Opinion: How to make legal pot work for Michigan
Michigan just became the 10th state to legalize marijuana for recreational purposes. A quarter of Americans live in states where marijuana is legal for adult use. Now, Michigan’s policy leaders must lay the groundwork for a safe and legal market in which consumers can gain access to marijuana products that have been tested to ensure they contain no dangerous chemicals or impurities.
Implementing a state-run regulatory structure and market for marijuana is a difficult and arduous task. There are dozens of important facets to consider, including what substances to test for, whether to allow for deliveries, how the program will overlap with the state’s still-developing medical marijuana program, collaborating with local governments, and more.
Importantly, the voter-approved initiative’s language provides important protections for Michiganians that are stronger than those found in other states. For instance, it allows each individual to possess up to 2.5 ounces of marijuana and to grow up to 12 plants at home, which means Michiganians have legal protections for possession in any amount that is reasonable for personal consumption.
Michigan’s new law also grants broad authority for farmers to grow industrial hemp, a non-inebriating form of cannabis whose fibers can be used for cloth, cordage, textiles, paper and many other things. Hemp was a leading American agricultural product in the Midwest before it was rather inadvertently included within the federal ban on marijuana.
The state now has one year to adopt regulations that will help it carry out the new law. A year might sound like a long time, but marijuana regulations in other states often stretch hundreds of pages and Michigan’s Department of Licensing and Regulatory Affairs will likely need to host dozens of meetings to collect public feedback before proceeding. The initiative provides only cursory guidance on some key policy issues. Many elements of these regulations are highly technical and can range from the software integration requirements for businesses seeking licensees with the state to the specific forms of mold or bacteria for which marijuana must be tested.
Only once the regulatory process is complete will the state be in a position to grant commercial licenses to businesses for things like the operation of dispensaries and grow houses. Fortunately, Michigan can learn from the successes and failures experienced in other states.
Nevada’s market experienced a crisis early on, for instance when an insufficient number of licensed distributors were cleared to transport marijuana products from grow houses to dispensaries, causing shortages and price spikes at dispensaries.
Some states, like Florida, have needlessly restricted the eligibility of applicants interested in entering the marijuana industry. Imposing residency requirements, capital requirements, designating licenses for particular demographic groups or special interests, and other restrictions often end up excluding the most knowledgeable operators, including those who have experience in running compliant marijuana businesses in an industry where every single plant must be tracked from seed to sale.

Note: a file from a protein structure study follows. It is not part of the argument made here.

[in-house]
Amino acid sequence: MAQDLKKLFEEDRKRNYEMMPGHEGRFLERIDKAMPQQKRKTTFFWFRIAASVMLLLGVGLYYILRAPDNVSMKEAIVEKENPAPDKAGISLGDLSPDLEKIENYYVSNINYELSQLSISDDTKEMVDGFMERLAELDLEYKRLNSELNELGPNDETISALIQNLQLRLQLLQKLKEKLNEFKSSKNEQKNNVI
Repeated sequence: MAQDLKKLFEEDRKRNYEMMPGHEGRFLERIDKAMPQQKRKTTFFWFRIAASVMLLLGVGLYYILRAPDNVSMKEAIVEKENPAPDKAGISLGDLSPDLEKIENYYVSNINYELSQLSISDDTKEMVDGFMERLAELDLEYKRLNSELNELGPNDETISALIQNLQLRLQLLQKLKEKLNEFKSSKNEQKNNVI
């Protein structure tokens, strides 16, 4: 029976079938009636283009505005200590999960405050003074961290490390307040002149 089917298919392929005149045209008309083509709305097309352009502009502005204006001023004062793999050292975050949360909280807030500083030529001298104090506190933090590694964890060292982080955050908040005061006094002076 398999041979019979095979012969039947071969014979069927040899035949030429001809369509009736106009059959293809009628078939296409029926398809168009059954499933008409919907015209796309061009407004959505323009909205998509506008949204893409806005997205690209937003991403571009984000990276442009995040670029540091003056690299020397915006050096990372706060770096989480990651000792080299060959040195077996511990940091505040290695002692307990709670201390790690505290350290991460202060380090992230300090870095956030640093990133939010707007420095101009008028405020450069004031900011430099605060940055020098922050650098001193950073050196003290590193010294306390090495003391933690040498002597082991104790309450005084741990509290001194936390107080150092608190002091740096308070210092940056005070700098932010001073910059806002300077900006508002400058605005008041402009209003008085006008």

Similarly, states like Illinois have been plagued by awarding marijuana-related licenses to political insiders instead of granting them based on merit and the applicant’s business experience and qualifications.
The experience in other states shows Michigan should not try to regulate every piece of minutiae in the still infant, rapidly developing cannabis industry. Instead, lawmakers should focus on creating a basic framework that supports a legal cannabis market that is safe, flexible and customer-friendly enough that licensed marijuana businesses are able to compete with and replace black market sellers.
Finally, with marijuana now legal in Michigan, policymakers should recognize the unfairness of previous marijuana-related convictions. People who would not have been convicted under today’s marijuana laws shouldn’t be burdened with those convictions. Expunging them would help workers who are seeking employment and allow for a more productive state economy. California’s 2016 marijuana legalization permitted the removal of many cannabis-related convictions, but there wasn’t a mechanism to do so in the bill. As a result, cities and district attorneys in San Francisco, San Diego and other cities are acting on their own to expunge marijuana possession convictions.
Michigan voters took a great step toward ending the failed war on drugs. Now lawmakers can do their part by creating a safe, vibrant marijuana market.
Geoffrey Lawrence is a senior policy fellow at the Reason Foundation.